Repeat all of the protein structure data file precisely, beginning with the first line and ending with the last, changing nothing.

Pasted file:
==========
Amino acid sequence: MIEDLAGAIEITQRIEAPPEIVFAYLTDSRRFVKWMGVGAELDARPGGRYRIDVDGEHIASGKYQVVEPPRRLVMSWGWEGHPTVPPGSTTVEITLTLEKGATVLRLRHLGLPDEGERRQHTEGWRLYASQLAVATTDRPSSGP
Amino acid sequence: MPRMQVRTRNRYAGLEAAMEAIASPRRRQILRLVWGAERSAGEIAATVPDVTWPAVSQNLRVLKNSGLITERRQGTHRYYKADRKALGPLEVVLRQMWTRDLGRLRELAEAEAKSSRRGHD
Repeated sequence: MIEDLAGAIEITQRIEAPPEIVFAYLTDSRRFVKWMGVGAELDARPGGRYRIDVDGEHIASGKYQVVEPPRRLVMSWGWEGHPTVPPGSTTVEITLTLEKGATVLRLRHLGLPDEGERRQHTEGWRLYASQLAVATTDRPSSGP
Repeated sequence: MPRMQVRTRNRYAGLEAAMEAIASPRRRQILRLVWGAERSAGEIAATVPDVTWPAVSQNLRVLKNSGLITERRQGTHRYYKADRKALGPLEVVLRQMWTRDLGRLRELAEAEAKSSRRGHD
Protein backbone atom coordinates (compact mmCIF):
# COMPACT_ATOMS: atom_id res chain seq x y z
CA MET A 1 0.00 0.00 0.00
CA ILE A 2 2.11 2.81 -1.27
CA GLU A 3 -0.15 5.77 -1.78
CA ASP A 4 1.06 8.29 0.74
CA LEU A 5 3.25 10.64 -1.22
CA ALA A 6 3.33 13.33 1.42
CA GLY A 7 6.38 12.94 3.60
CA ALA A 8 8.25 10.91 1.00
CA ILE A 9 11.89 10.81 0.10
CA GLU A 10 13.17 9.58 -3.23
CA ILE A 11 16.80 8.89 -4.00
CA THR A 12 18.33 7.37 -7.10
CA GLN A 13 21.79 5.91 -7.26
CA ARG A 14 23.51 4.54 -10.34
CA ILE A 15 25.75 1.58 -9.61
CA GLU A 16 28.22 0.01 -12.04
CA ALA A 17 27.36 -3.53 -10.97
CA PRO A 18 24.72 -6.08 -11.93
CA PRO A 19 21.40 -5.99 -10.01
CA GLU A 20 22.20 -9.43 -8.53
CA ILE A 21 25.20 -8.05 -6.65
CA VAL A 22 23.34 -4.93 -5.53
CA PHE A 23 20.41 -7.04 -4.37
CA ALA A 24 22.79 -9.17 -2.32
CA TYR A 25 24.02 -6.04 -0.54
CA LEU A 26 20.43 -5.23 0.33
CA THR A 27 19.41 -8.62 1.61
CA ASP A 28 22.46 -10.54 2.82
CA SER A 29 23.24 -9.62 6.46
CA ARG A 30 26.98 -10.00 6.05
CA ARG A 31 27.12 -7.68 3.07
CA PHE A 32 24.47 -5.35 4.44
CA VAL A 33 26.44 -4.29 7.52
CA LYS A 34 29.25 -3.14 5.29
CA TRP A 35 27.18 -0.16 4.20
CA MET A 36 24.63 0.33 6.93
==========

Amino acid sequence: MIEDLAGAIEITQRIEAPPEIVFAYLTDSRRFVKWMGVGAELDARPGGRYRIDVDGEHIASGKYQVVEPPRRLVMSWGWEGHPTVPPGSTTVEITLTLEKGATVLRLRHLGLPDEGERRQHTEGWRLYASQLAVATTDRPSSGP
Amino acid sequence: MPRMQVRTRNRYAGLEAAMEAIASPRRRQILRLVWGAERSAGEIAATVPDVTWPAVSQNLRVLKNSGLITERRQGTHRYYKADRKALGPLEVVLRQMWTRDLGRLRELAEAEAKSSRRGHD
Repeated sequence: MIEDLAGAIEITQRIEAPPEIVFAYLTDSRRFVKWMGVGAELDARPGGRYRIDVDGEHIASGKYQVVEPPRRLVMSWGWEGHPTVPPGSTTVEITLTLEKGATVLRLRHLGLPDEGERRQHTEGWRLYASQLAVATTDRPSSGP
Repeated sequence: MPRMQVRTRNRYAGLEAAMEAIASPRRRQILRLVWGAERSAGEIAATVPDVTWPAVSQNLRVLKNSGLITERRQGTHRYYKADRKALGPLEVVLRQMWTRDLGRLRELAEAEAKSSRRGHD
Protein backbone atom coordinates (compact mmCIF):
# COMPACT_ATOMS: atom_id res chain seq x y z
CA MET A 1 0.00 0.00 0.00
CA ILE A 2 2.11 2.81 -1.27
CA GLU A 3 -0.15 5.77 -1.78
CA ASP A 4 1.06 8.29 0.74
CA LEU A 5 3.25 10.64 -1.22
CA ALA A 6 3.33 13.33 1.42
CA GLY A 7 6.38 12.94 3.60
CA ALA A 8 8.25 10.91 1.00
CA ILE A 9 11.89 10.81 0.10
CA GLU A 10 13.17 9.58 -3.23
CA ILE A 11 16.80 8.89 -4.00
CA THR A 12 18.33 7.37 -7.10
CA GLN A 13 21.79 5.91 -7.26
CA ARG A 14 23.51 4.54 -10.34
CA ILE A 15 25.75 1.58 -9.61
CA GLU A 16 28.22 0.01 -12.04
CA ALA A 17 27.36 -3.53 -10.97
CA PRO A 18 24.72 -6.08 -11.93
CA PRO A 19 21.40 -5.99 -10.01
CA GLU A 20 22.20 -9.43 -8.53
CA ILE A 21 25.20 -8.05 -6.65
CA VAL A 22 23.34 -4.93 -5.53
CA PHE A 23 20.41 -7.04 -4.37
CA ALA A 24 22.79 -9.17 -2.32
CA TYR A 25 24.02 -6.04 -0.54
CA LEU A 26 20.43 -5.23 0.33
CA THR A 27 19.41 -8.62 1.61
CA ASP A 28 22.46 -10.54 2.82
CA SER A 29 23.24 -9.62 6.46
CA ARG A 30 26.98 -10.00 6.05
CA ARG A 31 27.12 -7.68 3.07
CA PHE A 32 24.47 -5.35 4.44
CA VAL A 33 26.44 -4.29 7.52
CA LYS A 34 29.25 -3.14 5.29
CA TRP A 35 27.18 -0.16 4.20
CA MET A 36 24.63 0.33 6.93